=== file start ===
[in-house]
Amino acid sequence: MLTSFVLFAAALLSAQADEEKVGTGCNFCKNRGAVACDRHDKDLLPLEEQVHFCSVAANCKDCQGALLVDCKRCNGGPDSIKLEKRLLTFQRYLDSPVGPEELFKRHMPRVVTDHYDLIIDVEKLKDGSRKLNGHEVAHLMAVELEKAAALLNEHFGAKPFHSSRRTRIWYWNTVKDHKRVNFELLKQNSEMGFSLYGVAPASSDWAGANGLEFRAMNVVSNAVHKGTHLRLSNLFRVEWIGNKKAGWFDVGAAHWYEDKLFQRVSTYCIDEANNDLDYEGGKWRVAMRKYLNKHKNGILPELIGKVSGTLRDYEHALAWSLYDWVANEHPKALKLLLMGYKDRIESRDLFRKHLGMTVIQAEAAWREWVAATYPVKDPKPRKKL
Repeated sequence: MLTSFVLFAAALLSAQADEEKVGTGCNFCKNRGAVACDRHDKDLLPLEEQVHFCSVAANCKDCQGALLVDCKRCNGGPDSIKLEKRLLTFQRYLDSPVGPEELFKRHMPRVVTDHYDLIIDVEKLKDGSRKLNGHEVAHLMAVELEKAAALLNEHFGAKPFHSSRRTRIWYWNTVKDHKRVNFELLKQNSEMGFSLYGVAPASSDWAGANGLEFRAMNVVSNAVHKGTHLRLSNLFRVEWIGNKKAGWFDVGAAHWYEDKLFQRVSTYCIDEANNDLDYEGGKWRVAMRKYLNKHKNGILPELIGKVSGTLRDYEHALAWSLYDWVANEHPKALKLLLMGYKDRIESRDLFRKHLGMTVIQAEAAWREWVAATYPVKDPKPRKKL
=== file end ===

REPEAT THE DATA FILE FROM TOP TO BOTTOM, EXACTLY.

[in-house]
Amino acid sequence: MLTSFVLFAAALLSAQADEEKVGTGCNFCKNRGAVACDRHDKDLLPLEEQVHFCSVAANCKDCQGALLVDCKRCNGGPDSIKLEKRLLTFQRYLDSPVGPEELFKRHMPRVVTDHYDLIIDVEKLKDGSRKLNGHEVAHLMAVELEKAAALLNEHFGAKPFHSSRRTRIWYWNTVKDHKRVNFELLKQNSEMGFSLYGVAPASSDWAGANGLEFRAMNVVSNAVHKGTHLRLSNLFRVEWIGNKKAGWFDVGAAHWYEDKLFQRVSTYCIDEANNDLDYEGGKWRVAMRKYLNKHKNGILPELIGKVSGTLRDYEHALAWSLYDWVANEHPKALKLLLMGYKDRIESRDLFRKHLGMTVIQAEAAWREWVAATYPVKDPKPRKKL
Repeated sequence: MLTSFVLFAAALLSAQADEEKVGTGCNFCKNRGAVACDRHDKDLLPLEEQVHFCSVAANCKDCQGALLVDCKRCNGGPDSIKLEKRLLTFQRYLDSPVGPEELFKRHMPRVVTDHYDLIIDVEKLKDGSRKLNGHEVAHLMAVELEKAAALLNEHFGAKPFHSSRRTRIWYWNTVKDHKRVNFELLKQNSEMGFSLYGVAPASSDWAGANGLEFRAMNVVSNAVHKGTHLRLSNLFRVEWIGNKKAGWFDVGAAHWYEDKLFQRVSTYCIDEANNDLDYEGGKWRVAMRKYLNKHKNGILPELIGKVSGTLRDYEHALAWSLYDWVANEHPKALKLLLMGYKDRIESRDLFRKHLGMTVIQAEAAWREWVAATYPVKDPKPRKKL